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Writing your Thesis/Dissertation Proposal

In this series, we will attempt to provide general information that should apply to most graduate students, particularly in the United States and Canada. While there are some differences in terminology between the UK and the US, most everything else applies on both sides of the Atlantic. Graduate research and thesis writing, Planning for Qualitative, Quantitative, and Mixed Theses: Part 4 of a series

Writing the Dissertation Proposal

Mise en place.

It is a French phrase that is used in the professional cooking world and it means “(putting) everything in place.” The mise en place of a professional kitchen is its philosophy and system. It is used interchangeably as both a noun (setting up the ingredients) and a verb (the process of preparing to act). It is also a good way to think about starting to write the thesis or dissertation.

Organization is the key...

If you are just about to graduate from culinary school, you should know mise en place as well as you know how to poach an egg or make a Hollandaise sauce without “breaking” it. Now you are poised, however, to make your greatest work, and whether it is a croquembouche or a beef Wellington, you know that you have to have all the parts assembled and ready before you can commence creating your master dish.

In much the same way, you should have everything in place before you write your proposal. Mise en place should include an Introduction; a Review of the Literature; Methodology (quantitative, qualitative, or a mix of the two); Research Findings; and Conclusions/Discussion/Suggestions for Future Research. See the outline at the end of this article for a more detailed overview.

Look at examples

Ask to look at examples of other proposals. Your director should be able to provide you with samples of exemplary proposals. Try to emulate them in format as well as clarity and knowledge of your subject area.

What’s in a title?

Good proposals have good titles that help the reader understand the nature of the work. A good title will:

  • have the most important words toward the beginning;
  • avoid ambiguous or confusing words;
  • break into a title + subtitle when you have too many words;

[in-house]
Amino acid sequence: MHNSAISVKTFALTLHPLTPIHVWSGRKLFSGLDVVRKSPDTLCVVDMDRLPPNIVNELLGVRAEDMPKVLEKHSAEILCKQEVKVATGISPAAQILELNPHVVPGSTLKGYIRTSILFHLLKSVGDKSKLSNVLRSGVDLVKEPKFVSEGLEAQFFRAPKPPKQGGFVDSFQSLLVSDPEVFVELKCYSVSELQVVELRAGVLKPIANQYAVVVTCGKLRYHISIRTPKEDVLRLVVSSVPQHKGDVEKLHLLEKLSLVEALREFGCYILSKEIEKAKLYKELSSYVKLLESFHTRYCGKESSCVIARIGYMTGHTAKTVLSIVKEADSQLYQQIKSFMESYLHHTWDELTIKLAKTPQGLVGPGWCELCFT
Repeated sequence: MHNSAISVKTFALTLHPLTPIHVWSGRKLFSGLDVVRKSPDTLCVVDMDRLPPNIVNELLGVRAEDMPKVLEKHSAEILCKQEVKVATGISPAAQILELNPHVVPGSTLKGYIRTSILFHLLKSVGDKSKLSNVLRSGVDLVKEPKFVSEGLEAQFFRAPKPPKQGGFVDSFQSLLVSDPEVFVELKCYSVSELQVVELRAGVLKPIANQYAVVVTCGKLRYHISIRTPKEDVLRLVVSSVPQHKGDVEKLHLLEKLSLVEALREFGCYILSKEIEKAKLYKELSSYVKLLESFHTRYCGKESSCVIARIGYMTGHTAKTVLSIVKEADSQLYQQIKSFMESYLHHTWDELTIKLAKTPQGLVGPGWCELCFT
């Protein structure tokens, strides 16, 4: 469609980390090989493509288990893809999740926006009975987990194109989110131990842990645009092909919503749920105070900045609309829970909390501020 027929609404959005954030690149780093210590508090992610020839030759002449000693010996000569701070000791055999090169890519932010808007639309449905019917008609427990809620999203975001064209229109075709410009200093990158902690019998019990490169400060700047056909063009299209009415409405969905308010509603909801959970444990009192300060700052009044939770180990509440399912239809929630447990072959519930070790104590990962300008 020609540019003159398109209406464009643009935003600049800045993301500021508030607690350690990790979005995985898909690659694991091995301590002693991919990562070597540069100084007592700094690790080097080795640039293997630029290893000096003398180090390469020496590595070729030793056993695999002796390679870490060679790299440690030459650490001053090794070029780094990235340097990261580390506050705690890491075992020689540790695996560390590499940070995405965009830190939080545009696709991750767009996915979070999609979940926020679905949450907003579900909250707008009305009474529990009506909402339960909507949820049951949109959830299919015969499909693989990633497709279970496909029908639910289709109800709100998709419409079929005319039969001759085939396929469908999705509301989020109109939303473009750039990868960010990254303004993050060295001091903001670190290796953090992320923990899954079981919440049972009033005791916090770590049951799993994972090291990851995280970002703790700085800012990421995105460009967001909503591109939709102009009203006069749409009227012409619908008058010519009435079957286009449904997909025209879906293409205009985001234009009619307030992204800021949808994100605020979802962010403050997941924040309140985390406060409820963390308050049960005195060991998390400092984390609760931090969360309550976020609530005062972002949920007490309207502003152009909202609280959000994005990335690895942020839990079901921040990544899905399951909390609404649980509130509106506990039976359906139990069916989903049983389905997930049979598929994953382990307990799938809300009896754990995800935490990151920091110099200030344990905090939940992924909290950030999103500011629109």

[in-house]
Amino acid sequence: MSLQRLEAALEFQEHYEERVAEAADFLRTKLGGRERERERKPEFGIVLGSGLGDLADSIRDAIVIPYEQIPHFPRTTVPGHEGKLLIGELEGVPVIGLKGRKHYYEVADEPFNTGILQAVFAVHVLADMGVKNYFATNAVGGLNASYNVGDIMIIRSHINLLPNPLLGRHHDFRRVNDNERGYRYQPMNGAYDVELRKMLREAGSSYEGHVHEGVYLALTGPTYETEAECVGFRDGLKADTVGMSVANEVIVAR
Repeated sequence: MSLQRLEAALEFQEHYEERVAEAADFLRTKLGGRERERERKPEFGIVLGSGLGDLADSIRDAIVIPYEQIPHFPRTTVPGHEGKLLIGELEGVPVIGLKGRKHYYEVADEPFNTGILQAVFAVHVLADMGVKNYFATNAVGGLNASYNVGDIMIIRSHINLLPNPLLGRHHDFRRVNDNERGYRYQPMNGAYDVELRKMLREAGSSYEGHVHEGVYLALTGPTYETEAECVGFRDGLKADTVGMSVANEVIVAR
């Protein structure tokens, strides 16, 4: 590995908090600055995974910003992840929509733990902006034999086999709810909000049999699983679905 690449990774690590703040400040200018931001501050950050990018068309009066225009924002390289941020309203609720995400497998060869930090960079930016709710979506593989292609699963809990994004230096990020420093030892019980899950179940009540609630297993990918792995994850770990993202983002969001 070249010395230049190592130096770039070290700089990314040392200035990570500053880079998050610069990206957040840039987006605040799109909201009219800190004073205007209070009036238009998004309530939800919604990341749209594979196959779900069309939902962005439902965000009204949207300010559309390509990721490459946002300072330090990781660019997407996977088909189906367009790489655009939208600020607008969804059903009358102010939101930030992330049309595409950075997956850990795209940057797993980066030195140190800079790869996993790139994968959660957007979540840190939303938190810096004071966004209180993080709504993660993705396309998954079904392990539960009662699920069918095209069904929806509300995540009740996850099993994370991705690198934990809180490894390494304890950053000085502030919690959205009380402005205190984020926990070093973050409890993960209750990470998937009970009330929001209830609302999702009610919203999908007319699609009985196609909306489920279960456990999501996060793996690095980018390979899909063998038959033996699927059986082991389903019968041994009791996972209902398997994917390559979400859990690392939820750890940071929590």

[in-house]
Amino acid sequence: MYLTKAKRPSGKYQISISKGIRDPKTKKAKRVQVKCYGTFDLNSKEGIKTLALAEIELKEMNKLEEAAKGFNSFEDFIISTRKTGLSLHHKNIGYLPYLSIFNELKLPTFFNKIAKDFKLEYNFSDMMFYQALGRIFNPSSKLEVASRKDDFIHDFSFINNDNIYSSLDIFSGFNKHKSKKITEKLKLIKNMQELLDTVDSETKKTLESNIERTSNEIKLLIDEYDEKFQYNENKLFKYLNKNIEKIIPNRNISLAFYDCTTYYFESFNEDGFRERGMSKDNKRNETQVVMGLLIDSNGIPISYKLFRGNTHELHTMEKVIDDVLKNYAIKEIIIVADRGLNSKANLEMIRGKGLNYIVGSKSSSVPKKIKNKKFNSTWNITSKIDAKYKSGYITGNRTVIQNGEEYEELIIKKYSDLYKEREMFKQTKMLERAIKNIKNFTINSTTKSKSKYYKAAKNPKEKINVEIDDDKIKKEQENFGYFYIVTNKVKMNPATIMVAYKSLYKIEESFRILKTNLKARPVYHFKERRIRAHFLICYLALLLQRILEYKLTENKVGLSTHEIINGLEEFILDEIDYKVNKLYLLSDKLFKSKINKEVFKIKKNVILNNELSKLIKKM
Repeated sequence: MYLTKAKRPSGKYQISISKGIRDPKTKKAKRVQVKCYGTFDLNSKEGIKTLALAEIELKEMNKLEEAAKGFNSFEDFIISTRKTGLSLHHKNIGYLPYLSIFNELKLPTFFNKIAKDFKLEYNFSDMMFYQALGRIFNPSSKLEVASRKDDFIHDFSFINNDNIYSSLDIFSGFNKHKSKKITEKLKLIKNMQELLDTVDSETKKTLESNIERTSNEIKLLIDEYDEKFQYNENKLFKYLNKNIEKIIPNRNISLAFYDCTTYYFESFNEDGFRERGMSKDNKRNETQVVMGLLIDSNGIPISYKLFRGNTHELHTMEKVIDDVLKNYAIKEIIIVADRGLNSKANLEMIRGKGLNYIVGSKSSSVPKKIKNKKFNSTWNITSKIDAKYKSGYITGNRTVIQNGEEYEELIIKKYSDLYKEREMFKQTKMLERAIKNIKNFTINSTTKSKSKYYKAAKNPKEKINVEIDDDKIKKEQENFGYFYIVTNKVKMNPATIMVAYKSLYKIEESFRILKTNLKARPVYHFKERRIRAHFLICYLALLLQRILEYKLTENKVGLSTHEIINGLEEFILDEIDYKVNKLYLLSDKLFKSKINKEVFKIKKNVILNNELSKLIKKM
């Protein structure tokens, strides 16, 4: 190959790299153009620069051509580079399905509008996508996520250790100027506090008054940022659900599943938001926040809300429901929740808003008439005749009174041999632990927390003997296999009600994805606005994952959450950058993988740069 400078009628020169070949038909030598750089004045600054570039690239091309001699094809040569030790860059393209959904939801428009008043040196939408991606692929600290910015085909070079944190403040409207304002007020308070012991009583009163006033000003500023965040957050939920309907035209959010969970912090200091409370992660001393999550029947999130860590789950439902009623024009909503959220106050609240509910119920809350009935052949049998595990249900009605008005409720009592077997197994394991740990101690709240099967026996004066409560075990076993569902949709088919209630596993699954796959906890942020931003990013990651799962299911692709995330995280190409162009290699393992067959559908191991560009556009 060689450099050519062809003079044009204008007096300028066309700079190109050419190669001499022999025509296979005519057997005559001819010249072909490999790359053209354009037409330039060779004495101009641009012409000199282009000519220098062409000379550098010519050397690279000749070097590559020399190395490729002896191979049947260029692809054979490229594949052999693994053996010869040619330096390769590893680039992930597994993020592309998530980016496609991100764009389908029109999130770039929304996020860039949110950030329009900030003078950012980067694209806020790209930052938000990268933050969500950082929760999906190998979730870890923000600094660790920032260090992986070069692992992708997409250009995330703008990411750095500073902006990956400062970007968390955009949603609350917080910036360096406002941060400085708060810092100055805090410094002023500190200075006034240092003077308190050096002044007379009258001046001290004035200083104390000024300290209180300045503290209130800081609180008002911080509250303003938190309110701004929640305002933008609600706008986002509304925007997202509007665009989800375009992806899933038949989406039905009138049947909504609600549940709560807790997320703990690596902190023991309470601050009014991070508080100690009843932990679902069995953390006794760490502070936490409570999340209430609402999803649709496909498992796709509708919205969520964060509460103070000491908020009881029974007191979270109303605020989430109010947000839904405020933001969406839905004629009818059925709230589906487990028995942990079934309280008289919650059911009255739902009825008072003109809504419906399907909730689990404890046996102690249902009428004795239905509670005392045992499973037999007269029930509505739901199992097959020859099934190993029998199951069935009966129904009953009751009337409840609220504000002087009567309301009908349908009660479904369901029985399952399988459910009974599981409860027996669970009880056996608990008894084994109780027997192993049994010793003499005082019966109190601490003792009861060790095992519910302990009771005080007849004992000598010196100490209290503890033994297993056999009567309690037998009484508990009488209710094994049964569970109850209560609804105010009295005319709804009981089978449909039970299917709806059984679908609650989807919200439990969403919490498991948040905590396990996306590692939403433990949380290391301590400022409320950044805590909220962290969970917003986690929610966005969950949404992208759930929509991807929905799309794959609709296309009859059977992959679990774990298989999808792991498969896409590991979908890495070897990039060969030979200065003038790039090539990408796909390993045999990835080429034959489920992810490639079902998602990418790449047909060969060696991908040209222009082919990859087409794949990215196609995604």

• include keywords that will help future researchers find your work.

Guiding questions

Organize your proposal around a set of guiding questions, and write those questions so that they put your research into perspective with the literature. They will establish the link between your research and what research came before your own, as well as show how your work is related to your field of study.

Should you include graphics?

Absolutely. When you present your proposal to your guiding committee, you may need to use graphic representations. Make sure that they are clear and attractive. Consider using infographics for representing data, and PowerPoint or Prezi or other similar slide-based presentation application to cover the main points of your proposal. Not all committee members will read your proposal word-for-word, so a good graphic presentation will at least show them the most important issues along with your methodology

Outline for the Dissertation Proposal[1]

 Chapter 1: Introduction

  • Introduction
  • Background of the Problem
  • Statement of the Problem
  • Purpose of the Study
  • Research Questions
  • Significance of the Study
  • Definition of Terms
  • Assumptions, Limitations, and Delimitations
  • Conclusion

Chapter 2: Review of the Literature

  • Introduction
  • Search Description
  • Conceptual or Theoretical Framework
  • Review of Research (organized by variable or themes)

Chapter 3: Methodology (Qualitative)

  • Introduction
  • Research Design
  • Research Questions
  • Setting
  • Participants
  • Data Collection
  • Data Analysis
  • Conclusion

Chapter 3: Methodology (Quantitative)

  • Introduction
  • Research Design
  • Research Questions and Hypotheses
  • Population and Sample
  • Instrumentation
  • Data Collection
  • Data Analysis
  • Conclusion

Chapter 3: Methodology (Mixed)

  • Introduction
  • Research Design
  • Research Questions and Hypotheses
  • Setting and Sample
  • Data Collection
  • Data Analysis
  • Conclusion

Chapter 4: Research Findings

  • Introduction
  • Findings (organized by Research Questions or Hypotheses)
  • Conclusion

Chapter 5: Conclusions, Discussion, and Suggestions for Future Research

  • Introduction
  • Summary of Findings
  • Conclusions (organized by Research Questions or Hypotheses)
  • Discussion
  • Suggestions for Future Research
  • Conclusion

 

 

 

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